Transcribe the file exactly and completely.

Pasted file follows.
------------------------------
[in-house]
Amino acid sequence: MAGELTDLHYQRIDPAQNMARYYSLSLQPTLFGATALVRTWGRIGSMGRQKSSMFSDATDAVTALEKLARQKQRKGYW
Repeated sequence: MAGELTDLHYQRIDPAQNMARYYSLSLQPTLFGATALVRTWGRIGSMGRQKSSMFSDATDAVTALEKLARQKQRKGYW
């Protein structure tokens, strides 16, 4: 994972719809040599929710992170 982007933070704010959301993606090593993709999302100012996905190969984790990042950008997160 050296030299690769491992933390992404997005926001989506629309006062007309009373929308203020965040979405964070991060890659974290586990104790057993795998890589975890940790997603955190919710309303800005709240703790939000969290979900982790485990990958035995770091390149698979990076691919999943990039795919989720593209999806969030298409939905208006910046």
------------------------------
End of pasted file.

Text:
[in-house]
Amino acid sequence: MAGELTDLHYQRIDPAQNMARYYSLSLQPTLFGATALVRTWGRIGSMGRQKSSMFSDATDAVTALEKLARQKQRKGYW
Repeated sequence: MAGELTDLHYQRIDPAQNMARYYSLSLQPTLFGATALVRTWGRIGSMGRQKSSMFSDATDAVTALEKLARQKQRKGYW
């Protein structure tokens, strides 16, 4: 994972719809040599929710992170 982007933070704010959301993606090593993709999302100012996905190969984790990042950008997160 050296030299690769491992933390992404997005926001989506629309006062007309009373929308203020965040979405964070991060890659974290586990104790057993795998890589975890940790997603955190919710309303800005709240703790939000969290979900982790485990990958035995770091390149698979990076691919999943990039795919989720593209999806969030298409939905208006910046």